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Democrats Can’t Force Employees To Use Transgender Pronouns, 18-State Lawsuit Says

'Non-binary' spelled out in scrabble letters.
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‘In America, the Constitution gives the power to make laws to the people’s elected representatives, not to unaccountable commissioners.’

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New federal regulations that would effectively force employers and employees to use transgender pronouns are illegal, says a lawsuit filed by 18 states against the Democrat-run executive agency.

Filed on Monday in the U.S. District Court for the Eastern District of Tennessee, the lawsuit brought by Tennessee Attorney General Jonathan Skrmetti and 17 other attorneys general contends that the Equal Employment Opportunity Commission’s (EEOC’s) unilateral move to extend the 1964 Civil Rights Act’s Title VII protections to include so-called “gender identity” represents an unlawful attempt to “enshrine sweeping gender-identity mandates without congressional consent.”

“In America, the Constitution gives the power to make laws to the people’s elected representatives, not to unaccountable commissioners, and this EEOC guidance is an attack on our constitutional separation of powers,” Skrmetti said in a statement. “When, as here, a federal agency engages in government over the people instead of government by the people, it undermines the legitimacy of our laws and alienates Americans from our legal system.”

According to the suit, the “Enforcement Document” the EEOC released on April 29 “requires all covered employers and employees to use others’ preferred pronouns; allow transgender individuals to use the shower, locker room, or restroom that corresponds to their gender identity; and refrain from requiring employees to adhere to the dress code that corresponds to their biological sex.”

The agency justified its new guidance by citing the U.S. Supreme Court’s 2020 decision in Bostock v. Clayton County, written by Associate Justice Neil Gorsuch and joined by Chief Justice John Roberts along with the court’s four unwavering Constitution-rejecters. Justices Clarence Thomas, Samuel Alito, and Brett Kavanaugh dissented, predicting Bostock would set off decades of litigation about sex and gender.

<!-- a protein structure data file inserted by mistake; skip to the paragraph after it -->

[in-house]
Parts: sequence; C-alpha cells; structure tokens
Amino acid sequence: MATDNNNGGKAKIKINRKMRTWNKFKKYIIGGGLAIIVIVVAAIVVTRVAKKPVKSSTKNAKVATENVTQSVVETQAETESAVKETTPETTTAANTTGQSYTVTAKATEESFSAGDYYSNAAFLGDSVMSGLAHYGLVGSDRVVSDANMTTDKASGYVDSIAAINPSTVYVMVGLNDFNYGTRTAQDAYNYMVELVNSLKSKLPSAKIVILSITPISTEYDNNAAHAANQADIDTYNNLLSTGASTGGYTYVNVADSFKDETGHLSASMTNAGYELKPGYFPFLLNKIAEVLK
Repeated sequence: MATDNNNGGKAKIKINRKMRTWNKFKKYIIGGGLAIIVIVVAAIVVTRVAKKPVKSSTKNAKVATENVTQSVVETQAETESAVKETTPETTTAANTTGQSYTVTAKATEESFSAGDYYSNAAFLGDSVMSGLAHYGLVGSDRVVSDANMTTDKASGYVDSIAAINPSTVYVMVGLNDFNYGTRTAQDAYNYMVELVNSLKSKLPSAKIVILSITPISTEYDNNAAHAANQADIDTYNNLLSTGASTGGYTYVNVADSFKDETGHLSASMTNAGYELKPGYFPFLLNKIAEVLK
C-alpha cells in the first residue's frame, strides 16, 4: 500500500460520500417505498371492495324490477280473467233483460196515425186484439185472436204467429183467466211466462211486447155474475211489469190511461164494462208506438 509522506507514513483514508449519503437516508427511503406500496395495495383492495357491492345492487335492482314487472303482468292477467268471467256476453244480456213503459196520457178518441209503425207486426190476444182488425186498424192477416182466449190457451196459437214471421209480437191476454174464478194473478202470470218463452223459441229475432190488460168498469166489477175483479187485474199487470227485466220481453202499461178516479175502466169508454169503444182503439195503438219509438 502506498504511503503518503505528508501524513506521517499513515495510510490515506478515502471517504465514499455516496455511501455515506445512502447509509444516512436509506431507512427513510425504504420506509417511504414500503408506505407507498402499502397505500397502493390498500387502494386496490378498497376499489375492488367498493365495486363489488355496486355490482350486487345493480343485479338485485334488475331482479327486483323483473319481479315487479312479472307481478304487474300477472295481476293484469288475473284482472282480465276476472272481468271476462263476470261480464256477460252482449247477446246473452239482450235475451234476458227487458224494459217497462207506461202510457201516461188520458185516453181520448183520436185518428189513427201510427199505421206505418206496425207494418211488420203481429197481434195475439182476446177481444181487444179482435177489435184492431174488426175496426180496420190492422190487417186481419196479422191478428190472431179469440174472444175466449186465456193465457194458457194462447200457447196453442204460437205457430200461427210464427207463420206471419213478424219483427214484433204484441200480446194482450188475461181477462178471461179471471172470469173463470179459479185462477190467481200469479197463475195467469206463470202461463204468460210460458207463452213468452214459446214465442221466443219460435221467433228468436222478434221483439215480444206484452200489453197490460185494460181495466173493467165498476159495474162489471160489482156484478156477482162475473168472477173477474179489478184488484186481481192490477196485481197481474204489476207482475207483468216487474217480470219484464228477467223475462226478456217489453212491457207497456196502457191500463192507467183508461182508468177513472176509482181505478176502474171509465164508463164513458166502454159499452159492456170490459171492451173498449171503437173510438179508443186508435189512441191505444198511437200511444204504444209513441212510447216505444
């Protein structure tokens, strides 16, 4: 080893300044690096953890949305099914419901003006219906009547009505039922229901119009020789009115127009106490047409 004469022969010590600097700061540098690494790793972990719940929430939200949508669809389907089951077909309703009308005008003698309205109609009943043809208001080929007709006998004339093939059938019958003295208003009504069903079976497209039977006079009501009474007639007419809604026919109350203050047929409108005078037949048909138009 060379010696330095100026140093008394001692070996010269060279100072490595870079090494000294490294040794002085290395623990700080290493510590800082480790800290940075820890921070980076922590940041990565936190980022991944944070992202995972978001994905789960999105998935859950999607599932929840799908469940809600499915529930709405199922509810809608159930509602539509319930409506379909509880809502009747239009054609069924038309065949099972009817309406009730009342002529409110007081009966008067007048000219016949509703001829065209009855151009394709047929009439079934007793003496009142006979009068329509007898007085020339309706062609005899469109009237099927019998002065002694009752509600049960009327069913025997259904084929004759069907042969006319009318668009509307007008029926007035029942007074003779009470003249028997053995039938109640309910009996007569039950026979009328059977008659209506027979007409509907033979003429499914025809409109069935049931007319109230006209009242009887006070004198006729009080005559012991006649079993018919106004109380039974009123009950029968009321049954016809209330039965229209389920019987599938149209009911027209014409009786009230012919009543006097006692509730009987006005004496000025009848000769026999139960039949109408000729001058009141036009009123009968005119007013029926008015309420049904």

In that case, the high court arbitrarily ruled that firing an employee “simply for being homosexual or transgender” constitutes prohibited “sex” discrimination under Title VII. While Gorsuch claimed women and men are interchangeable and thus “sex” discrimination includes “gender” discrimination, the attorneys general note in their suit against the EEOC that SCOTUS “expressly declined to ‘prejudge’ issues like ‘bathrooms, locker rooms, and dress codes’ under Title VII’s anti discrimination provision.”

The recently released EEOC regulations are similar to rules the agency previously issued in June 2021 that argued, “in certain circumstances,” an employer or fellow employee’s “use of pronouns or names that are inconsistent with an individual’s gender identity” could be “considered harassment.” The agency also used SCOTUS’s Bostock decision to justify that regulation.

The U.S. District Court for the Northern District of Texas struck down the EEOC’s rules in October 2022. In his decision, Judge Matthew J. Kacsmaryk ruled the agency’s guidance misapplied the Bostock decision and violated numerous federal laws and its own regulations by “issuing substantive, legislative rules through improper procedures.”

“The June 15 guidance imposes dress-code, bathroom and pronoun accommodations as ‘existing requirements under the law’ and ‘established legal positions’ in light of Bostock and prior EEOC decisions interpreting Title VII [of the Civil Rights Act of 1964],” Kacsmaryk wrote. “But Title VII—as interpreted in Bostock—does not require such accommodations.”

The ruling came months after the U.S. District Court for the Eastern District of Tennessee “temporarily blocked the guidance because it interfered with states’ sovereign authority to enforce their state laws,” the Society for Human Resource Management reported. Unlike the Texas court, however, the Tennessee court did not address “the substantive flaws with EEOC’s reading of Title VII,” only concluding “that EEOC needed to subject its novel gender-identity guidance to notice-and-comment procedures,” according to Skrmetti and his fellow attorneys general.

The EEOC’s relentless attempts to force employers to adopt extremist gender theory come weeks after the Democrat-controlled Department of Education unilaterally rewrote Title IX rules to allow males “identifying” as females to invade women’s spaces in schools. As my colleague Jordan Boyd reported, the new guidelines “effectively erase protections for sex-based spaces by expanding the Title IX prohibition against sex discrimination to include ‘gender identity’ — a term that’s never mentioned in the original law.”

This means that men proclaiming to be women can use formerly female-only spaces such as locker rooms and sororities and participate in female-only sports leagues. The new rules have prompted a flurry of lawsuits from GOP-led states. Florida and Oklahoma have instructed their schools to not comply.


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